Sara Routhier, Managing Editor and Outreach Director, has professional experience as an educator, SEO specialist, and content marketer. She has over five years of experience in the insurance industry. As a researcher, data nerd, writer, and editor she strives to curate educational, enlightening articles that provide you with the must-know facts and best-kept secrets within the overwhelming world o...

Full Bio →

Written by

Joel Ohman is the CEO of a private equity-backed digital media company. He is a CERTIFIED FINANCIAL PLANNER™, author, angel investor, and serial entrepreneur who loves creating new things, whether books or businesses. He has also previously served as the founder and resident CFP® of a national insurance agency, Real Time Health Quotes. He also has an MBA from the University of South Florida. ...

Full Bio →

Reviewed by Joel Ohman
Founder, CFP®

UPDATED: Sep 12, 2011

Advertiser Disclosure

Advertiser Disclosure: We strive to help you make confident loan decisions. Comparison shopping should be easy. We are not affiliated with any one loan provider and cannot guarantee quotes from any single provider. Our partnerships don’t influence our content. Our opinions are our own. To compare quotes from many different companies please enter your ZIP code on this page to use the free quote tool. The more quotes you compare, the more chances to save.

Editorial Guidelines: We are a free online resource for anyone interested in learning more about loans. Our goal is to be an objective, third-party resource for everything loan related. We update our site regularly, and all content is reviewed by experts.

Perhaps the greatest advantage of student loans over other types of loan agreements is the ability of students to secure lower interest rates to help pay for tuition, room and board, books and other expenses related to education. Finding the best possible interest rates often requires a combination of filing paperwork with the government, such as through the national FAFSA financial aid form available online, along with researching supplemental private loan rates from individual lenders.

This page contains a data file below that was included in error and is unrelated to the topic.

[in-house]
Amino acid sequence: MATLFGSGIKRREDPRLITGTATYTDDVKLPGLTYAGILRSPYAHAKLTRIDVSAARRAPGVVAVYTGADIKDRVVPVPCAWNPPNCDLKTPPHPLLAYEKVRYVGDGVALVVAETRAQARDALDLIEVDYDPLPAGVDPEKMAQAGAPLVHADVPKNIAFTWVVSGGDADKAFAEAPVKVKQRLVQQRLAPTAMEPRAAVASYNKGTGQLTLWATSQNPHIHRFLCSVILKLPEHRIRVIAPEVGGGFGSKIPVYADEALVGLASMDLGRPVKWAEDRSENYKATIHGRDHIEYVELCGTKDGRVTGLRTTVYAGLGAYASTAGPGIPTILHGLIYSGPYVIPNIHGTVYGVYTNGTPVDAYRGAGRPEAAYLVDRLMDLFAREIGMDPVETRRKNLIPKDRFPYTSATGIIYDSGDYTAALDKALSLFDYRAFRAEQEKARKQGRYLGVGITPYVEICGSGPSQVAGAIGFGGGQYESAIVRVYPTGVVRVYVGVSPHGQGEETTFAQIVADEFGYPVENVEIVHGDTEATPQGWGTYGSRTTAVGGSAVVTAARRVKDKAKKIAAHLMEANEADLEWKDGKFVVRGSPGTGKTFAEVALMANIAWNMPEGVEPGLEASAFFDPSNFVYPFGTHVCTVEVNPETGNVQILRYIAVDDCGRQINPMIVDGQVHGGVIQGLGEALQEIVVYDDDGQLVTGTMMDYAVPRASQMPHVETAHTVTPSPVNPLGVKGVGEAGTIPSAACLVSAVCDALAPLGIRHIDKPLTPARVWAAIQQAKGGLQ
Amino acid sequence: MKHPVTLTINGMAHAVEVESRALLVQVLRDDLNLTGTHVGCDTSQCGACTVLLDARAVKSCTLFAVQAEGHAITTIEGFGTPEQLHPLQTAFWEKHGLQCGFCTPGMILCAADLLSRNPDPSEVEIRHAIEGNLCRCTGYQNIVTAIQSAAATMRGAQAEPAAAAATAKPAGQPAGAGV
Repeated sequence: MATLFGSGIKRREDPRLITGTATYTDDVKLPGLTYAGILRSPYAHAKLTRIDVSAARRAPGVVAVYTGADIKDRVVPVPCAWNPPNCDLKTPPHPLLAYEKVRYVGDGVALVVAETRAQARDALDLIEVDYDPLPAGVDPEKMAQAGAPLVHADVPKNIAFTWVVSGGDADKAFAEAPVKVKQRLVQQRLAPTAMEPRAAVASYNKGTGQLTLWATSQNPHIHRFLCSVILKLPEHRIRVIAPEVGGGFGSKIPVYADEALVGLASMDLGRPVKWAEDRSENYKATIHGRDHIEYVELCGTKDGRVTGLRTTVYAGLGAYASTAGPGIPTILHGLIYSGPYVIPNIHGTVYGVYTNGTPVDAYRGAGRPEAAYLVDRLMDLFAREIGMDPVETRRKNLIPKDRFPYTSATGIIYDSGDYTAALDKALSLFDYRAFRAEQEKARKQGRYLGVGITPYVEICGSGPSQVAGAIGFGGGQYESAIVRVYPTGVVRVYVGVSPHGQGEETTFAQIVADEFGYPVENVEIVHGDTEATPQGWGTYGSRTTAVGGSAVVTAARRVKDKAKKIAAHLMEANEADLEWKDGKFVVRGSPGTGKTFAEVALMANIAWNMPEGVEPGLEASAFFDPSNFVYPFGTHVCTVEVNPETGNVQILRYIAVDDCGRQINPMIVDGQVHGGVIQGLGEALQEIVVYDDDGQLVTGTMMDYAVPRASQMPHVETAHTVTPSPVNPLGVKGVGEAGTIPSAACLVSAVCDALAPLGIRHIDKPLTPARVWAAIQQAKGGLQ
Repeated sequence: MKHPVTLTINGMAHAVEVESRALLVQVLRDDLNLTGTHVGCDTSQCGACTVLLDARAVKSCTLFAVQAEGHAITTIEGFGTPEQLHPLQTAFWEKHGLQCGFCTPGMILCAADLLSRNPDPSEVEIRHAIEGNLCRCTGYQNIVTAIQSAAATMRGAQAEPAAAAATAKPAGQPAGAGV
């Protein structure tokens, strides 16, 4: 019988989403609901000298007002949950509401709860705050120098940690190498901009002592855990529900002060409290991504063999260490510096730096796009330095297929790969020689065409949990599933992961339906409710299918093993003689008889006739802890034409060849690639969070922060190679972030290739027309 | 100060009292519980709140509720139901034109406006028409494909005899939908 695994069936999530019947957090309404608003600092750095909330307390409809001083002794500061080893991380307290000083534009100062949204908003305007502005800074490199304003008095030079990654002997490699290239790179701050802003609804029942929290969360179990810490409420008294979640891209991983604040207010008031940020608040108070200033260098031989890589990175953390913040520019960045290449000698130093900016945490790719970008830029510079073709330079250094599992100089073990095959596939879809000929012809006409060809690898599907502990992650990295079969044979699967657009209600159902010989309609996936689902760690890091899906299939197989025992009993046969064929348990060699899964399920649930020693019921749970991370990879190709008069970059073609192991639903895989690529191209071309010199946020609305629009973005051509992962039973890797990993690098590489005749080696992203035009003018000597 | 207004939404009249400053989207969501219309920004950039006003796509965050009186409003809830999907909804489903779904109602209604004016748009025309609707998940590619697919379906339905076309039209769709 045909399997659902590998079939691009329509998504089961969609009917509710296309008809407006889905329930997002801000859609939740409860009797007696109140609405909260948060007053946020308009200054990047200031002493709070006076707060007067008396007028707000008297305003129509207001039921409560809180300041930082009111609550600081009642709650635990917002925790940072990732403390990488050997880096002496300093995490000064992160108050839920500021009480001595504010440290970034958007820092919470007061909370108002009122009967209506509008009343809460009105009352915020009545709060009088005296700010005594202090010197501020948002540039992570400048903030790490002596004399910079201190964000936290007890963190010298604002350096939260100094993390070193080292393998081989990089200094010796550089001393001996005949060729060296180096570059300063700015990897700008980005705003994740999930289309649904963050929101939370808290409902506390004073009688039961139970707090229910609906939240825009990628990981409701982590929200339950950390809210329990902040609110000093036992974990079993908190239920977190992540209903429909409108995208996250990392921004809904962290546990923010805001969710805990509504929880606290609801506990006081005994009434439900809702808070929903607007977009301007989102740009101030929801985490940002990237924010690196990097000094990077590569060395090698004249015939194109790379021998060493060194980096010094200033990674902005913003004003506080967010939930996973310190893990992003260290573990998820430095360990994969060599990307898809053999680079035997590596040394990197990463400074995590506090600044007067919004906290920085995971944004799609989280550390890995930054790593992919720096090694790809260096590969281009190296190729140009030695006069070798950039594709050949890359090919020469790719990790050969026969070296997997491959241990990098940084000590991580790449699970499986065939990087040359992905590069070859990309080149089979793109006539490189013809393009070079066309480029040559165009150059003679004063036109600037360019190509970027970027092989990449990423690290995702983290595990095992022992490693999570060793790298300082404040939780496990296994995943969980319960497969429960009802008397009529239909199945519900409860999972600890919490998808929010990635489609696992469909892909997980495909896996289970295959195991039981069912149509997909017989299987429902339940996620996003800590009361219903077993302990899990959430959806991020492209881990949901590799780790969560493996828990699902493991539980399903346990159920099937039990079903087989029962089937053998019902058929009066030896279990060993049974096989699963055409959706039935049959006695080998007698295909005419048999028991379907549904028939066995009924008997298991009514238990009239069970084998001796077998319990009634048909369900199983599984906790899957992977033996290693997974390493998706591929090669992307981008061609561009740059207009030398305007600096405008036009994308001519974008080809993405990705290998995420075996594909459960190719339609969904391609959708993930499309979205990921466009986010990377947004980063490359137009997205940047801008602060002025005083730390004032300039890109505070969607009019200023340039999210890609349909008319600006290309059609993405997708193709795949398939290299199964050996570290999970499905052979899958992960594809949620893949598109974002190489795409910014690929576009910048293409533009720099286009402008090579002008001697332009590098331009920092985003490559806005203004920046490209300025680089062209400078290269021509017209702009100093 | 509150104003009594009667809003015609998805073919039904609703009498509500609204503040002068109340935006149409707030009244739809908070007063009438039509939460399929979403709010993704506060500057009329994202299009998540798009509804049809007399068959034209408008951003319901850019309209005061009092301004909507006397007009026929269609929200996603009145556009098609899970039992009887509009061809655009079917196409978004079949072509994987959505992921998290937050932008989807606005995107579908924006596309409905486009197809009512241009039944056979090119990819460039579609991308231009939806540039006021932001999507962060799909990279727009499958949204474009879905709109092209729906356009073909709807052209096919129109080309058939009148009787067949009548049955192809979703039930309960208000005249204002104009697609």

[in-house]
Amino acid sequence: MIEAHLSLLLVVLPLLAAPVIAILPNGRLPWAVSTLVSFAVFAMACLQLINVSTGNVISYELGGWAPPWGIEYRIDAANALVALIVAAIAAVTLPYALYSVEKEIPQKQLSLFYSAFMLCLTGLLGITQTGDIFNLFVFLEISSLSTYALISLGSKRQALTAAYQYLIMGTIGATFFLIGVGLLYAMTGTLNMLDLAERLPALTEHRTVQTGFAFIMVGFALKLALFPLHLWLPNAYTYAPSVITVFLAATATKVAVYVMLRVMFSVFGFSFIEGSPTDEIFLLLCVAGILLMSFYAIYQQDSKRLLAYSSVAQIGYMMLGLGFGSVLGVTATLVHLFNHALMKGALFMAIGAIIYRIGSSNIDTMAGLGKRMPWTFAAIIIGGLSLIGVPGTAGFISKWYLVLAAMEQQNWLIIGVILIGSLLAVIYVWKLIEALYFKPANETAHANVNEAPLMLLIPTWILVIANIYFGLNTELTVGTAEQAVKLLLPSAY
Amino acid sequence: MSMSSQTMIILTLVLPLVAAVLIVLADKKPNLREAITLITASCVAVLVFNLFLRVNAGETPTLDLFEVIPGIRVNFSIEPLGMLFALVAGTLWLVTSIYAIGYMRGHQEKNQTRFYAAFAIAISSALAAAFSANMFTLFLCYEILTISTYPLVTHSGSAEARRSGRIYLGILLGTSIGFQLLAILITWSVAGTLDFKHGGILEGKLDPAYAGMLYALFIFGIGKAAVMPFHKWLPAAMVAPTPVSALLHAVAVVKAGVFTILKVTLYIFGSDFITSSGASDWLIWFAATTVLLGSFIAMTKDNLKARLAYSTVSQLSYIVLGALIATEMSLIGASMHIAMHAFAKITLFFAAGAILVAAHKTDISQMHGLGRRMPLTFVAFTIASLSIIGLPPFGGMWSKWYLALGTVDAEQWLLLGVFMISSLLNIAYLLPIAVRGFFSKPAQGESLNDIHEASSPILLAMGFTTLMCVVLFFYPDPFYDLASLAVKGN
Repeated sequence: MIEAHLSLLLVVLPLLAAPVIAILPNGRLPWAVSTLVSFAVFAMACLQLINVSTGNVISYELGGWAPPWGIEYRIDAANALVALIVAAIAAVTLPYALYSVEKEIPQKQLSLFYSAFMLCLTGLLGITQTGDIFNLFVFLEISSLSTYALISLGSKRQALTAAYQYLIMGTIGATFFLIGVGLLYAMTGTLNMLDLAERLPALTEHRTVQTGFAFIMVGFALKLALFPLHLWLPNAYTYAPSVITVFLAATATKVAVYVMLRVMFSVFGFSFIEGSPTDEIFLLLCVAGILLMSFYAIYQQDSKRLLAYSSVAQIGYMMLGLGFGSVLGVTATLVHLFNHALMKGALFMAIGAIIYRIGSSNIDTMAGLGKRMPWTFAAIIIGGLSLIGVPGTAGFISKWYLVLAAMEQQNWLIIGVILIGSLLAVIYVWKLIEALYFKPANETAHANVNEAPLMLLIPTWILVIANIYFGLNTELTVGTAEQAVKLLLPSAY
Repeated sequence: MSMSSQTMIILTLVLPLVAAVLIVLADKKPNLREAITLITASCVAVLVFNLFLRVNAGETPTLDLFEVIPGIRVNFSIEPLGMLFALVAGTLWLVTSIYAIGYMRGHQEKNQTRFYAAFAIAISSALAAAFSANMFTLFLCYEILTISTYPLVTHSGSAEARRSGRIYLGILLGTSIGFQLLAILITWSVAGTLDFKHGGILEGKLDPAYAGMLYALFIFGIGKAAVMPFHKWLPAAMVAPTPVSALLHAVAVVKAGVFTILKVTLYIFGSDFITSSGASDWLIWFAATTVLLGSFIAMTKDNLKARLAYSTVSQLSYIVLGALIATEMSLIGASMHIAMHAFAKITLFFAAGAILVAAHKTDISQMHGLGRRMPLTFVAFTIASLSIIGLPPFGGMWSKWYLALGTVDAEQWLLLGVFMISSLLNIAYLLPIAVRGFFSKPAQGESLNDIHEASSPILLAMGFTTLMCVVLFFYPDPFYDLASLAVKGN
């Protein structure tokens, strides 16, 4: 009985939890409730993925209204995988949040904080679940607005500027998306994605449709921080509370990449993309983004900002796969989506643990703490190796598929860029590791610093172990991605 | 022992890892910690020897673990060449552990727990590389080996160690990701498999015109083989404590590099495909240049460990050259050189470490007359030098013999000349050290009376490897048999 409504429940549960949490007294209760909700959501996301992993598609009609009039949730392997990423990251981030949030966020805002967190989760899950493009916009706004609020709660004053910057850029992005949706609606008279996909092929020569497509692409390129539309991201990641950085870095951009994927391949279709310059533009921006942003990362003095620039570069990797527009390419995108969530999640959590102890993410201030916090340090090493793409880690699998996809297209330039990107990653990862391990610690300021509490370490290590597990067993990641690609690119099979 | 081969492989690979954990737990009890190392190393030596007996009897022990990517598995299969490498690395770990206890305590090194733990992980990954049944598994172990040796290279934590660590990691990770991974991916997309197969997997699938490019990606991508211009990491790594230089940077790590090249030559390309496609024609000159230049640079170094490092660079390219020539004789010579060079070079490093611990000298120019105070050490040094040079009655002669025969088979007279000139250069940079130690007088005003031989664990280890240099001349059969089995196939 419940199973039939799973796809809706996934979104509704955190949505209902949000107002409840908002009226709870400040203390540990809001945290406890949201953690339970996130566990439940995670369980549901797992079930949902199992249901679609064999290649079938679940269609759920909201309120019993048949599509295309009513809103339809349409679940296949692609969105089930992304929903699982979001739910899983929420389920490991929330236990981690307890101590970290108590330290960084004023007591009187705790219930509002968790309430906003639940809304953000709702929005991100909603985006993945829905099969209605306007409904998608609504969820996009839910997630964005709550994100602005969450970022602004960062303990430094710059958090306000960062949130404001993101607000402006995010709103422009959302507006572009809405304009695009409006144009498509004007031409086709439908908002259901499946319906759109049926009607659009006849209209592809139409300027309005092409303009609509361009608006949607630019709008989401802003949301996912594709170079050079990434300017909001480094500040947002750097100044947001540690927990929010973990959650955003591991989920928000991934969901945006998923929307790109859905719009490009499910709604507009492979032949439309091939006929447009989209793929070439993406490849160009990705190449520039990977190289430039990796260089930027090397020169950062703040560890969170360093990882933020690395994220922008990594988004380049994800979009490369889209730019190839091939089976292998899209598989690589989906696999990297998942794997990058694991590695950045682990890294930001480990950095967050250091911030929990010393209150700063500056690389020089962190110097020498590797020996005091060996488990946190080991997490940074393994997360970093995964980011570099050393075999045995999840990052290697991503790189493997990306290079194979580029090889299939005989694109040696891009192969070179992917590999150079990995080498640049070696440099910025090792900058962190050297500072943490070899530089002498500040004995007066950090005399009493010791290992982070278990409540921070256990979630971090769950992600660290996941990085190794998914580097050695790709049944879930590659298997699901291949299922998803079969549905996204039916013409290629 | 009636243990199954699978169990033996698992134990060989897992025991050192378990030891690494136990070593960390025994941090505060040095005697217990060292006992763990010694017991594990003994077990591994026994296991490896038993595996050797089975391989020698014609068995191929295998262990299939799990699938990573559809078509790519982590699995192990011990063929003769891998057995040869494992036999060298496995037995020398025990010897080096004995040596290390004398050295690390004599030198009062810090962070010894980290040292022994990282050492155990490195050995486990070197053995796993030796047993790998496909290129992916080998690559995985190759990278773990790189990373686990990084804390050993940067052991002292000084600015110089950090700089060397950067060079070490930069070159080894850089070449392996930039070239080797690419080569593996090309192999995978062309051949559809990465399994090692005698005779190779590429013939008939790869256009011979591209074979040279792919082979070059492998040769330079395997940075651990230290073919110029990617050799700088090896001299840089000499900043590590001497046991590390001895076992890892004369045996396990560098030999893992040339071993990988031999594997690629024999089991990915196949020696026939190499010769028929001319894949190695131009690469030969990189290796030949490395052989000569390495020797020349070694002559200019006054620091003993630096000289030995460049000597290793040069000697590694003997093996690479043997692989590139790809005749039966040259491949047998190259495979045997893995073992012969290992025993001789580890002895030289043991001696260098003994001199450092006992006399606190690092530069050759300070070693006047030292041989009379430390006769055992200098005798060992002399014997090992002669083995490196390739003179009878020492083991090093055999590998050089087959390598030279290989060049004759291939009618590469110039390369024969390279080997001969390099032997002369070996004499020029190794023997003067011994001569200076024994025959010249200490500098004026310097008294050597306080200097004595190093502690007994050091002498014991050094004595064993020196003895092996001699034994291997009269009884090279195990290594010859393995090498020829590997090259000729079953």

Many federal student loans carry a fixed rate determined annually, with common rates falling between three and eight percent. Private student loans, on the other hand, typically base interest rates on the London Interbank Offered Rate, or LIBOR, combined with a lender-specific percentage that may be as low as two percent or as high as 10 percent. The interest rates on such loans vary not only in terms of the economic climate, but also upon the individual credit and income situation of the borrower.

Interest rates for student loans are also affected by the repayment plan associated with the loan itself. While some loans are repaid only after a student has graduated, dropped out of college, or has taken on a part-time course load, others can be repaid shortly after disbursement. Loans may carry smaller interest rates while a student is in school, and making payments during this period can lead to significant interest discounts.

Discounted student loan interest rates may also be available from private lenders who offer other products such as bank accounts, by making consecutive payments on the loan without any late installments or from enlisting the assistance of a co-signer to help shoulder the responsibility of repayment.